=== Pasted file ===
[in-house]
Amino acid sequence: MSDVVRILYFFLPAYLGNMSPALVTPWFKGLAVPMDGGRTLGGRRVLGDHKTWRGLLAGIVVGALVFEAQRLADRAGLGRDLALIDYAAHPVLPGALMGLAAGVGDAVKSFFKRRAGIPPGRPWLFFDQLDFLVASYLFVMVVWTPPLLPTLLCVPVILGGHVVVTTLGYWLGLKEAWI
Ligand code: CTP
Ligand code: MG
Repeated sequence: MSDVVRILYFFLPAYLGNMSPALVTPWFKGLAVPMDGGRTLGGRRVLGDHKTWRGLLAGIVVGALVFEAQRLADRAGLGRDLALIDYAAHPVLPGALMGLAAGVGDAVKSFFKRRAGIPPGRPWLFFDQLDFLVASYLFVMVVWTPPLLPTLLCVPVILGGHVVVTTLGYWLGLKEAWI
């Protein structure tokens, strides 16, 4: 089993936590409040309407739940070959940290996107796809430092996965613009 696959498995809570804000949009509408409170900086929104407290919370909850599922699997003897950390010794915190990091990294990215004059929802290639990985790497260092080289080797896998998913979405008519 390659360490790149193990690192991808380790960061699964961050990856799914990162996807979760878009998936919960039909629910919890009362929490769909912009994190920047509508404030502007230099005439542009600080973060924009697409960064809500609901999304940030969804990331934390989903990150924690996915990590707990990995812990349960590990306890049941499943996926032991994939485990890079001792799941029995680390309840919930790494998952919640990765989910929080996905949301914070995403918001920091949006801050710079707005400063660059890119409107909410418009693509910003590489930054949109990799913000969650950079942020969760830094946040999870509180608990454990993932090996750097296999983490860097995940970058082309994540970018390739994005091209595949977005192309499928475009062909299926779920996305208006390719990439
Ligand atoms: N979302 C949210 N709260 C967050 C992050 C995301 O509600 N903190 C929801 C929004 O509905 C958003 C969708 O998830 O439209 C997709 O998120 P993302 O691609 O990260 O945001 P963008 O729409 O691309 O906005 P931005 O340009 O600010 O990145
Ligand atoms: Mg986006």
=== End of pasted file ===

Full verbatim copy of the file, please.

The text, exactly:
[in-house]
Amino acid sequence: MSDVVRILYFFLPAYLGNMSPALVTPWFKGLAVPMDGGRTLGGRRVLGDHKTWRGLLAGIVVGALVFEAQRLADRAGLGRDLALIDYAAHPVLPGALMGLAAGVGDAVKSFFKRRAGIPPGRPWLFFDQLDFLVASYLFVMVVWTPPLLPTLLCVPVILGGHVVVTTLGYWLGLKEAWI
Ligand code: CTP
Ligand code: MG
Repeated sequence: MSDVVRILYFFLPAYLGNMSPALVTPWFKGLAVPMDGGRTLGGRRVLGDHKTWRGLLAGIVVGALVFEAQRLADRAGLGRDLALIDYAAHPVLPGALMGLAAGVGDAVKSFFKRRAGIPPGRPWLFFDQLDFLVASYLFVMVVWTPPLLPTLLCVPVILGGHVVVTTLGYWLGLKEAWI
């Protein structure tokens, strides 16, 4: 089993936590409040309407739940070959940290996107796809430092996965613009 696959498995809570804000949009509408409170900086929104407290919370909850599922699997003897950390010794915190990091990294990215004059929802290639990985790497260092080289080797896998998913979405008519 390659360490790149193990690192991808380790960061699964961050990856799914990162996807979760878009998936919960039909629910919890009362929490769909912009994190920047509508404030502007230099005439542009600080973060924009697409960064809500609901999304940030969804990331934390989903990150924690996915990590707990990995812990349960590990306890049941499943996926032991994939485990890079001792799941029995680390309840919930790494998952919640990765989910929080996905949301914070995403918001920091949006801050710079707005400063660059890119409107909410418009693509910003590489930054949109990799913000969650950079942020969760830094946040999870509180608990454990993932090996750097296999983490860097995940970058082309994540970018390739994005091209595949977005192309499928475009062909299926779920996305208006390719990439
Ligand atoms: N979302 C949210 N709260 C967050 C992050 C995301 O509600 N903190 C929801 C929004 O509905 C958003 C969708 O998830 O439209 C997709 O998120 P993302 O691609 O990260 O945001 P963008 O729409 O691309 O906005 P931005 O340009 O600010 O990145
Ligand atoms: Mg986006």